Women to the rescue

Lysistrata (Cassie Jo Fastabend) stands towards the back as a group of Greek women vow an oath to “abstain from the male” as a way to end a wasteful war. The New Muses production of “Lysistrata” runs through July 15. Photo courtesy of New Muses Theatre Company

New Muses Theatre Company is back with a new offering: the 411 B.C. Greek comedy “Lysistrata” by Aristophanes. In the play, Lysistrata, an Athenian woman, enlists the women of the Greek states, which are at war with one another, to band together in a sexual strike in order to compel the men to make peace. 

The New Muses production — directed by Niclas Olson utilizing a translation of Aristophanes attributed to Oscar Wilde — is entertaining from the first gathering of the women to the final orgy. It is swift-running, colorful, surprising, sensual fun.

It takes a cast of brave actors to perform this raucous play in which much clothing is shed. The women are down to their underwear and the men are apt to spring a surprise as well. The cast is wonderful in their embrace of this exhibitionistic romp, which has some pertinent political points to make.

Cassie Jo Fastabend is fabulous as Lysistrata, the star of the show. She is in command of the language — clear in both her diction and in the emotional impact of her speech. When she speaks of the women’s right to determine war policy, Lysistrata is full of genuine, grief-stricken pathos when she makes the point that it is women who must sacrifice the lives of their sons to the reckless policies of the leaders of the state.

Angela Parisotto exudes vivacious amusement as Calonice, while Caitlin Waltzer — as Stratyllis — commands others with the help of a horse whip. LaNita Walters is debonair as Lampito, a woman of the Spartans.

In the story, the women are instructed to do all that they can to fire up the passions of their men, but then to deny the men sexual release. The female characters thus do all in their power to be sultry and alluring. Kaylie Hussey, Jasmine Herrington, Colleen Michelle and Amber Sayman all do their parts well in this regard.

Mason Quinn, as the chief spokesman of the male characters, is amusingly brought to heel by the ladies. Keith Ordonez, Alex Luque and Nathaniel Walker are all good sports in their portrayal of typical shlubs who take male superiority for granted.

Bethany Bevier’s costumes and sound design are fantastic.

The show features a surreal, slow-motion battle of the sexes as the men try to retake the Athenian Acropolis, which the women have occupied. The music between scenes is strategically chosen and consists of girl-power anthems like No Doubt’s “Just a Girl,” Four Non-Blondes’ “What’s Up” and Pat Benatar’s “Hit Me with Your Best Shot.”

Aristophanes wrote the play and had it performed in Athens while the Peloponnesian war was on. It was a bold critique of the disastrous course taken by the military leadership of Athens. Yet, the play retains relevance right up to the present time. It seems especially apropos right now, in light of the women’s marches, the Me Too movement and now the prospect that the Supreme Court might soon take an extreme right turn and begin to roll back hard won social rights. Could it become illegal for women to exert control over their own bodies?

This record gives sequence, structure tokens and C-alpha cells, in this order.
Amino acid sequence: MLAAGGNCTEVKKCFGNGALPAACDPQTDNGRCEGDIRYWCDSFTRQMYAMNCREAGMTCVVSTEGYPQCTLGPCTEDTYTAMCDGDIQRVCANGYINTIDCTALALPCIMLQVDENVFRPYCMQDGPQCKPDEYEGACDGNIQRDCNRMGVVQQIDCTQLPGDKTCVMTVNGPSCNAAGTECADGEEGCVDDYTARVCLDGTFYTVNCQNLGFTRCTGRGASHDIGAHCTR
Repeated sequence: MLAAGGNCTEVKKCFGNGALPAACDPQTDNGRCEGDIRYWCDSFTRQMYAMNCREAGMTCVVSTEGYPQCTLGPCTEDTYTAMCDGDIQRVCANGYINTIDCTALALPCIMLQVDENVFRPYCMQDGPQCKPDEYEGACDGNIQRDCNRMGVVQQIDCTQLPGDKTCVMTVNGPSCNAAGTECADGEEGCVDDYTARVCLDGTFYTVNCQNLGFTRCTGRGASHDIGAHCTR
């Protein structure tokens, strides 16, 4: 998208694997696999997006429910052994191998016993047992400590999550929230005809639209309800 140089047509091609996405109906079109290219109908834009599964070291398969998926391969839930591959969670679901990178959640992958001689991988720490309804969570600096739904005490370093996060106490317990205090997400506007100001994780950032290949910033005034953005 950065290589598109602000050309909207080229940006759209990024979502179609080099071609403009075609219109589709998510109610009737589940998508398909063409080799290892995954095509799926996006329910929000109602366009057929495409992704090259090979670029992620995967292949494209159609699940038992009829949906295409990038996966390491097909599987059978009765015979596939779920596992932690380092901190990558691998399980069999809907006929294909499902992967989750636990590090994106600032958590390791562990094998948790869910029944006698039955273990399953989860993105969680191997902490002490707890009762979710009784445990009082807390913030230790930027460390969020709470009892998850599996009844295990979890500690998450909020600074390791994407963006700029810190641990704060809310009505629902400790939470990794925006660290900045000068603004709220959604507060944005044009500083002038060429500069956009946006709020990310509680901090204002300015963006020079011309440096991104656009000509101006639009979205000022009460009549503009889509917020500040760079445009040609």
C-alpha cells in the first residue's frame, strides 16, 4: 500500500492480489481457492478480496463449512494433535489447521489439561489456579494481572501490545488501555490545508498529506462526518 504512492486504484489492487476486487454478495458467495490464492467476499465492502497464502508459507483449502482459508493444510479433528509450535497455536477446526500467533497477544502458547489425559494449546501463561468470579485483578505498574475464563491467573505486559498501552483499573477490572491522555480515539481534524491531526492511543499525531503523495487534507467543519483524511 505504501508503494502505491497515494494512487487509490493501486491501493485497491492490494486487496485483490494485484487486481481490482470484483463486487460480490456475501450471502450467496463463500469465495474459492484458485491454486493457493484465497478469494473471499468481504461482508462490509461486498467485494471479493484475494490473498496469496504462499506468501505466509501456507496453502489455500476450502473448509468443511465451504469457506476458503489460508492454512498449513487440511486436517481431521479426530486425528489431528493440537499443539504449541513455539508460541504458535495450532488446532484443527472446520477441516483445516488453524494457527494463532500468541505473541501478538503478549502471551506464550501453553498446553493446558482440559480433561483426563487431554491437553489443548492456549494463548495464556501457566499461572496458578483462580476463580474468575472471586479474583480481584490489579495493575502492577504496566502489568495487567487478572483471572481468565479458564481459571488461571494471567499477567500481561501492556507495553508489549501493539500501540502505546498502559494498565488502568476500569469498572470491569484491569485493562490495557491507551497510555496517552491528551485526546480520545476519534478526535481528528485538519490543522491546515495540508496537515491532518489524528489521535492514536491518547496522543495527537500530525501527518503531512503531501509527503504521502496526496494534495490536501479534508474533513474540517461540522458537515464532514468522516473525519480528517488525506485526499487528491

Women’s control of their power of reproduction is the main feature of “Lysistrata.” The women, by “sealing the gates” — both literally and figuratively — of the temple and the treasury, threaten to deny military leaders of a supply of men necessary for the carrying out of their ill-conceived schemes. For women, their contribution to the state and to the society is, first and foremost, that they are the ones that generate and bear the children that assure the future of the social order. The men who are sent to fight the state’s wars are their sons. The true treasure of a state is its people. Appalled that this precious thing is being squandered in a war of Greek against Greek, Lysistrata and her “sister women” simply refuse to cooperate in procreation as a way to ensure an end to a wasteful war. Women in control of their own bodies have tremendous power.

A few of the props in the play serve to draw the connection between the story and contemporary events. At one point, for example, one of the men is carrying a tiki torch like those used last summer in the “alt right” rally in Charlottesville. The magistrate in the story, the chief spokesman for the male perspective, wears a red neck tie, just like that worn by Donald Trump, a personage who has boasted of actions which are understood by many to be examples of sexual harassment.

For those not conversant with the ancient Greek comedy, the story is hard to follow at times. But this does not deter from its entertainment value and its effective illumination of salient political points. The performances by Fastabend, Michelle, Parisotto, Quinn and Waltzer are simply superb. This is an enjoyable, funny and multifaceted piece of ancient theater that still has the power to speak to us today.

“Lysistrata” runs through July 15 with performances Fridays and Saturdays at 8 p.m. and Sundays at 2 p.m. All performances take place at Dukesbay Theater at 508 6th Ave., Tacoma.

New Muses also has a one-night only staged reading of Willian Shakespeare’s “The Tempest,” scheduled for July 8, 7 p.m.

For more information and tickets, visit www.newmuses.com.

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